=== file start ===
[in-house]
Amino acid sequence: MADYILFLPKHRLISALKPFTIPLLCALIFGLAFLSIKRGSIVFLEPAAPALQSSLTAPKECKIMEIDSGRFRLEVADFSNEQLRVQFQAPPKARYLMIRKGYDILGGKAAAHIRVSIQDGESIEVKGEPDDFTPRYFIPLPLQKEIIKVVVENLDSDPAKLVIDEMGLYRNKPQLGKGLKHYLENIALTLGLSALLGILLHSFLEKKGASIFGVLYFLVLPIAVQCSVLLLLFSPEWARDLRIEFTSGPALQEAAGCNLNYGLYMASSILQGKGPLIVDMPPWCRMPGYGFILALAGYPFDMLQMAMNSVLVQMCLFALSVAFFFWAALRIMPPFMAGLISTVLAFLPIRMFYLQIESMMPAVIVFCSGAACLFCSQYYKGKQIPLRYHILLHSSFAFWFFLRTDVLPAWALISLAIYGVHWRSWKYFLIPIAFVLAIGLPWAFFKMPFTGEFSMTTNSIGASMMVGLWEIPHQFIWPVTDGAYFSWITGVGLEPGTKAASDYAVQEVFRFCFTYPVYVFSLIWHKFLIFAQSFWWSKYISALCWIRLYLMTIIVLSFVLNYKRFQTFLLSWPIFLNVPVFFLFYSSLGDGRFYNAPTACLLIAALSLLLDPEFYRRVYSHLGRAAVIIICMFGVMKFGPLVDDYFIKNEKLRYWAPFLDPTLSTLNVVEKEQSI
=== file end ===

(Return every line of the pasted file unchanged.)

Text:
[in-house]
Amino acid sequence: MADYILFLPKHRLISALKPFTIPLLCALIFGLAFLSIKRGSIVFLEPAAPALQSSLTAPKECKIMEIDSGRFRLEVADFSNEQLRVQFQAPPKARYLMIRKGYDILGGKAAAHIRVSIQDGESIEVKGEPDDFTPRYFIPLPLQKEIIKVVVENLDSDPAKLVIDEMGLYRNKPQLGKGLKHYLENIALTLGLSALLGILLHSFLEKKGASIFGVLYFLVLPIAVQCSVLLLLFSPEWARDLRIEFTSGPALQEAAGCNLNYGLYMASSILQGKGPLIVDMPPWCRMPGYGFILALAGYPFDMLQMAMNSVLVQMCLFALSVAFFFWAALRIMPPFMAGLISTVLAFLPIRMFYLQIESMMPAVIVFCSGAACLFCSQYYKGKQIPLRYHILLHSSFAFWFFLRTDVLPAWALISLAIYGVHWRSWKYFLIPIAFVLAIGLPWAFFKMPFTGEFSMTTNSIGASMMVGLWEIPHQFIWPVTDGAYFSWITGVGLEPGTKAASDYAVQEVFRFCFTYPVYVFSLIWHKFLIFAQSFWWSKYISALCWIRLYLMTIIVLSFVLNYKRFQTFLLSWPIFLNVPVFFLFYSSLGDGRFYNAPTACLLIAALSLLLDPEFYRRVYSHLGRAAVIIICMFGVMKFGPLVDDYFIKNEKLRYWAPFLDPTLSTLNVVEKEQSI